I just finished reading the screenplay for the movie The Princess Bride by William Goldman, and it was, in my opinion, a page turner. I was spellbound, unable to put it down.
You know what’s strange about that? It’s a screenplay, not a novel. And, by the nature of the beast, screenplays are…
Not designed to be spellbinding
By nature, a screenplay is effectively a blueprint—a kind of instruction manual for assembling a movie. By nature, it isn’t written for the enjoyment of the consumer. So it’s unnatural when reading a screenplay feels natural: pleasurable.
But isn’t a screenplay meant to tell a story too?
Yes, of course. But, in a screenplay, that conveyance of the story is stilted—structured in a way that it is inevitably non-narrative: not easily read with the familiar, graceful sentence-to-sentence and paragraph-to-paragraph flow of the standard narrative form, such as you would expect in a short story or novel.
No, the screenplay is broken up visually into a series of mismatched text chunks of varying widths, alignment justifications, and capitalization rules, something like this:
So it’s a strain to the reader’s mind to consistently entertain and maintain the flow of the story as it hopscotches its way through the tangled form of the screenplay.
In spite of all this, reading this William Goldman screenplay—in fact, reading just about any of his screenplays—was as captivating as reading a good novel. Which should come as no surprise, given his own words on this:
“I try to make my screenplays as readable an experience as I can, for a good and greedy reason—I want the executives, who read them and who have the power to greenlight a flick, to say, ‘Hey, I can make money out of this.’” (from his book Four Screenplays with Essays)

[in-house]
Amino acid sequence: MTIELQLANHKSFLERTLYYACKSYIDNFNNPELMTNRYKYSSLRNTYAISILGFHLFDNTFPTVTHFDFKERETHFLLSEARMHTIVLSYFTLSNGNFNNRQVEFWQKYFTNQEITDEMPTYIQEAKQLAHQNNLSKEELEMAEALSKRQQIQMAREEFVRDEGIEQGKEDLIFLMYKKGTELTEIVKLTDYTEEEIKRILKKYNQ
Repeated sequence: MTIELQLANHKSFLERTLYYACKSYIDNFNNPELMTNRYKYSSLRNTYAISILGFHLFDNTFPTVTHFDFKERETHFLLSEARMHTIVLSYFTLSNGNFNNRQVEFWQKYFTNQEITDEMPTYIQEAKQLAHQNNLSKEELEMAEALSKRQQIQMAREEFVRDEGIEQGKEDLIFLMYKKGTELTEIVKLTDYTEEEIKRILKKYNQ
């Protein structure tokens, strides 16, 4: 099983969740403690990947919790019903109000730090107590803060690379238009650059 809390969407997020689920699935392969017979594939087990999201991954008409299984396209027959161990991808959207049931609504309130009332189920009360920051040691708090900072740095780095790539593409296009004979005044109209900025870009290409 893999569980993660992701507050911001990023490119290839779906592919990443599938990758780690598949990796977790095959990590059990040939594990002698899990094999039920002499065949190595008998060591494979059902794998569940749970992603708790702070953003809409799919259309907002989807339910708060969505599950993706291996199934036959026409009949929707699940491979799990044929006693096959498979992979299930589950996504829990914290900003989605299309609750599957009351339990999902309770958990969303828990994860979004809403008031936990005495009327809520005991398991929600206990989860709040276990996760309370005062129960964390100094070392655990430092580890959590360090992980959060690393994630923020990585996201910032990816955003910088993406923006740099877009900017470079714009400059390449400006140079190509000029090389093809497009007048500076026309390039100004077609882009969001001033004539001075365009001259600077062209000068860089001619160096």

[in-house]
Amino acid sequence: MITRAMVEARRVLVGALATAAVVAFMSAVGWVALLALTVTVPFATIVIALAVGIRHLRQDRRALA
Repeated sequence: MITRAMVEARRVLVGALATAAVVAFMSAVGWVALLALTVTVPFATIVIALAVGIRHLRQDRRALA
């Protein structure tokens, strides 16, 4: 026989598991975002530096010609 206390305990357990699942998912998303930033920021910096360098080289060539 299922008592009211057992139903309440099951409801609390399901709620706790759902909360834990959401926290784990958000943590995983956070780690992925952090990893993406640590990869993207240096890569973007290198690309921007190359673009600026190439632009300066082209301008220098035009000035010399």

From that same book, in his essay about writing the Butch Cassidy and the Sundance Kid screenplay, he points out that:
“We all want the movies we write to get made. And that’s only going to happen if someone likes the script. Executives read a guh-zillion scripts on the weekend. It would be idiotic for me not to have him try and enjoy the ride.” (William Goldman)
That’s a great thing for me to remember as I approach the transition from constructing the step outline to writing the screenplay, as I now am. While it’s important to follow the industry-standard constructs of the screenplay format—to not do so could be a distraction to the reader—doing so doesn’t prevent the writer from making the process of the reading more enjoyable for the executive than the guh-zillion others they’re reading this weekend.
Consider an example of this from The Princess Bride screenplay:
Finally INIGO goes back to cliff edge, starts to talk. It’s instant death if the MAN IN BLACK falls, but neither gives that possibility much credence. This is our two heroes meeting. They don’t know it yet; but that’s what it is.
The last two sentences do two things; first, they tell the screenplay reader (who is usually going to be a producer or director or a hired reader initially, but me in this case) something important about this scene that the viewer will either not know at all, or may only be subconsciously aware of. Second, these words allow Goldman to draw me into the tale, creating anticipation, while making sure that I understand the spinal significance of this moment, which may not be fully clear this early in the story.
He also uses a lot of humor in his screenplays for the benefit of no one but the reader. Consider this example from the same script:
…And what we are starting now is one of the two greatest swordfights in modern movies (the other one happens later on), and right from the beginning…
These words are never spoken by the characters. In fact, both of these example passages are from descriptions of actions within scenes: words the viewer will never witness or hear. They’re only written for the benefit of the director, the producer, and others involved in the making of the movie.
Goldman does that a lot, and with all his screenplays (of the nine I’ve read, anyway). Which makes the reading enjoyable, and even sort of makes the reader feel special … privileged. Like they’re in on something secret. Given his commercial success, I’d say this writing technique works; his movies are getting made because the executives with the power to greenlight them are enjoying the ride of reading his screenplays.
You can read more of Goldman’s wise words to the writer in my writer quotations collection.